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LESSON EXEMPLAR

Grade 11 – READING AND WRITING

Quarter: FIRST
Theme: Understanding the Why’s and How’s of Reading and Writing
Sub-Theme: Valuing and Enhancing Crafts in Reading and Writing

Content Standard: Performance Standard:

The learner realizes that information The learner critiques a chosen


in a written text may be selected sample of each pattern of
and organized to achieve a development focusing on
particular purpose information selection, organization,
and development.

I. LEARNING COMPETENCIES
 Describes a written text as connected discourse (EN11/12RWS-IIIa-1)

Objectives:
1. Identify the stages involved in the writing process;
2. Realize that writing is a recursive process; and
3. Write a 150- 200 word autobiography highlighting the lessons they
learned in their lives

II. LEARNING CONTENT


Lesson: TEXT AS CONNECTED DISCOURSE
Materials:
1. LCD projector
2. Copy of the excerpt of Maya Angelou’s “I Know Why the Caged Bird
Sings”

References:
Fernandez, E., et. al (2013). A Worktext in English 2 Writing in the Discipline.
Quezon City: C & E Publishing, Inc.
Grammar and Composition Handbook, High School 1. (2000). New York:
Glencoe McGraw Hill.
Stern, Steven L. (2000). Mastering the MCAS in English Language Arts. USA:
AMSCO Publication

We are an emerging division where excellence is a habit and allegiance for quality is a pledge.
Other Learning Resources:
http://wa.westfordk12.us/pages/westfordwa_specialed/StudySkills/Types%
20of%20Graphic%20Organizers.htm

LEARNING TASKS
Introduction
The teacher says:
Novice writers are often faced with a challenge at the beginning of a
writing project. As a student, you may want to create something you can be proud
of. You may hope for an inspiration so ideas would not cease flowing in your minds.
However, you cannot just always rely on your inspiration. This is where your writing
process comes in. Today let us revisit the various processes involve in writing to help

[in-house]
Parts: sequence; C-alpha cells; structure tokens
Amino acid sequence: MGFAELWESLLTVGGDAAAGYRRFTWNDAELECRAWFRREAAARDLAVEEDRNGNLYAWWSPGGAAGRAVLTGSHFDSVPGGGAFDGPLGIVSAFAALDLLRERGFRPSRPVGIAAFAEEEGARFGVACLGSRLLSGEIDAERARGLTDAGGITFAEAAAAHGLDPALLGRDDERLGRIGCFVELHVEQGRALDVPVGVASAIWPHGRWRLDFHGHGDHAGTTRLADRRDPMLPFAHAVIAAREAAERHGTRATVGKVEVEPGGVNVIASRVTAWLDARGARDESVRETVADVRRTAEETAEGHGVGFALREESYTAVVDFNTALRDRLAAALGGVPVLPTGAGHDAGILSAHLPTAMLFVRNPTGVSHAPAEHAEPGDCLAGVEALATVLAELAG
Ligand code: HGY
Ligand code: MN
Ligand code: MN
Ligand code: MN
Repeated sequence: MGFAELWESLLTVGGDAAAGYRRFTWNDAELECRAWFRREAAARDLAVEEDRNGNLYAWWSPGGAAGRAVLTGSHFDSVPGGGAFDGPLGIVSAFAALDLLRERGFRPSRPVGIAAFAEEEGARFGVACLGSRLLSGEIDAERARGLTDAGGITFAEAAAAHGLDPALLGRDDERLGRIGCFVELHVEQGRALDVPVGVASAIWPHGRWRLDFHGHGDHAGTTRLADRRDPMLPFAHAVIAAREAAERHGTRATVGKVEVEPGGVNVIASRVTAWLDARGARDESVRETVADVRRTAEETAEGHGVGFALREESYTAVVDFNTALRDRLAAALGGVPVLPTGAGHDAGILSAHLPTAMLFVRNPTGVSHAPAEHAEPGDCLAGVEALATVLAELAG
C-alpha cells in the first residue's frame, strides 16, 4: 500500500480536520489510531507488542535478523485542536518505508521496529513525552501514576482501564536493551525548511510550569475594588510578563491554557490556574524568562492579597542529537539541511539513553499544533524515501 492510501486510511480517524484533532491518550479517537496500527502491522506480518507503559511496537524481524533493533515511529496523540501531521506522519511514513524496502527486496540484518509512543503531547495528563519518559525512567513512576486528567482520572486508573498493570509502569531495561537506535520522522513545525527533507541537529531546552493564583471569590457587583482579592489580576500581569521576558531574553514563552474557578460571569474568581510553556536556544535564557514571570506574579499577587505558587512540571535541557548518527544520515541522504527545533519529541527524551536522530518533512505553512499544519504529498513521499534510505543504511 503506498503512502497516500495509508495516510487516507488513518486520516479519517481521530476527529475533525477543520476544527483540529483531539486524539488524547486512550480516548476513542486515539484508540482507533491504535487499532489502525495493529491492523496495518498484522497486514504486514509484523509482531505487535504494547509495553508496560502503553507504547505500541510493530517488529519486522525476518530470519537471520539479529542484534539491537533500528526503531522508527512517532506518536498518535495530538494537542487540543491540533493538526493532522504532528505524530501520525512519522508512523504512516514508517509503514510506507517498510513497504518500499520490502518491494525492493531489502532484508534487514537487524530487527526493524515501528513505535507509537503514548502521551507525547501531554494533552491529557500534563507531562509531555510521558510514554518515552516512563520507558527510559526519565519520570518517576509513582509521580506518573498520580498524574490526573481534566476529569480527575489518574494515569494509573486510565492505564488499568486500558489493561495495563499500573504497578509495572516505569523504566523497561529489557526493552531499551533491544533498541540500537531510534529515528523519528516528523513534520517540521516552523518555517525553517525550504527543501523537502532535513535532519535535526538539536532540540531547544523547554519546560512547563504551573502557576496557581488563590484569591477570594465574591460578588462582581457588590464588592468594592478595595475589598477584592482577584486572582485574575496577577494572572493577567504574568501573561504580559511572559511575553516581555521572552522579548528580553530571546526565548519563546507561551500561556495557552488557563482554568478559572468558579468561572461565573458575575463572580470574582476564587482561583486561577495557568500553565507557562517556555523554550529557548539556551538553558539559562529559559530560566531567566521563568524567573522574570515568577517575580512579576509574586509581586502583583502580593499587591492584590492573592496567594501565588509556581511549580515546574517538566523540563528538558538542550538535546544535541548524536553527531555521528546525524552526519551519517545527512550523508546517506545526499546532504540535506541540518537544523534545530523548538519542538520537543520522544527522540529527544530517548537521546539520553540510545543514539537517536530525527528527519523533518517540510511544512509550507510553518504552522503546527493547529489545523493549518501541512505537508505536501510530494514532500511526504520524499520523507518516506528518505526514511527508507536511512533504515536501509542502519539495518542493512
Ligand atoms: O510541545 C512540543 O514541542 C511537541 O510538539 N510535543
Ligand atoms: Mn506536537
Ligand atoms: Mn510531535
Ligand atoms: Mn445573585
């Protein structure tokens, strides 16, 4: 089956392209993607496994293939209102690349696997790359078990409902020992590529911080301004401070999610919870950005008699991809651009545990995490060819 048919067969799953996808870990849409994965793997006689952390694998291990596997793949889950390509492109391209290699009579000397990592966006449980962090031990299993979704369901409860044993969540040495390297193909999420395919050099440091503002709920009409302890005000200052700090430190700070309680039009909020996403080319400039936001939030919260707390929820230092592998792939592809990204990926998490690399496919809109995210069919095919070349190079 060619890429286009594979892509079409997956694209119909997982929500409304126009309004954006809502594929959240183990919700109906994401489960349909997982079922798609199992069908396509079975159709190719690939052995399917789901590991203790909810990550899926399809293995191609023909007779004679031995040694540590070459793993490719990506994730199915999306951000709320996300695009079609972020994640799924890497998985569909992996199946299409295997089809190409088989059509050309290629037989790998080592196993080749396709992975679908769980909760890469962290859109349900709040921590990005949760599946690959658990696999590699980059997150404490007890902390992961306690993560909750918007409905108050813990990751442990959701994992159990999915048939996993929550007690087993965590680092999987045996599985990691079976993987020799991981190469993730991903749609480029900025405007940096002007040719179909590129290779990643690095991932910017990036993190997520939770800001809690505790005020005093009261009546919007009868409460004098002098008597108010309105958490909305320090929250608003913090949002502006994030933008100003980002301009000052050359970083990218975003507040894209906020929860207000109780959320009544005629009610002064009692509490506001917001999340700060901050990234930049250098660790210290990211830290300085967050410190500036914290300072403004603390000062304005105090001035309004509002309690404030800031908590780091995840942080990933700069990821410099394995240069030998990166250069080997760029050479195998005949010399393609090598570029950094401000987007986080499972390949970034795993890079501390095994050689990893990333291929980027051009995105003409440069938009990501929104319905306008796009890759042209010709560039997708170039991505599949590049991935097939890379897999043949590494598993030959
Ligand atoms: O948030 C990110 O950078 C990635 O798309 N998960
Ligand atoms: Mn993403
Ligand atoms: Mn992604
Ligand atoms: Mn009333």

you generate ideas, turn these ideas into a paragraph, refine your draft and find
the most effective way to present and share your work with others.

Preliminary Activity:
The teacher asks the students to explain the quotation, “Nobody but a
reader ever becomes a writer.” The students are also encouraged to cite
book/journal/magazine titles that they have read before.
(Note: the teacher should lead the students into realizing the strong
connection that exists between reading and writing.)

Activity:
The teacher asks the students to prepare a sheet of paper for writing. The
teacher gives the students 10 minutes to write a brief paragraph of 7 – 10
sentences about their chosen photo.

We are an emerging division where excellence is a habit and allegiance for quality is a pledge.
Photos from google images

(Note: Students can do freewriting for the given activity. Freewriting means writing
a rough draft about everything that comes to mind, without consciously checking
the grammatical accuracy and cohesion of ideas.)

Analysis:
Once finished with the activity, the students are tasked to choose a
partner for the activity. Together each student discusses his or her writing
experience by answering the questions provided by the teacher.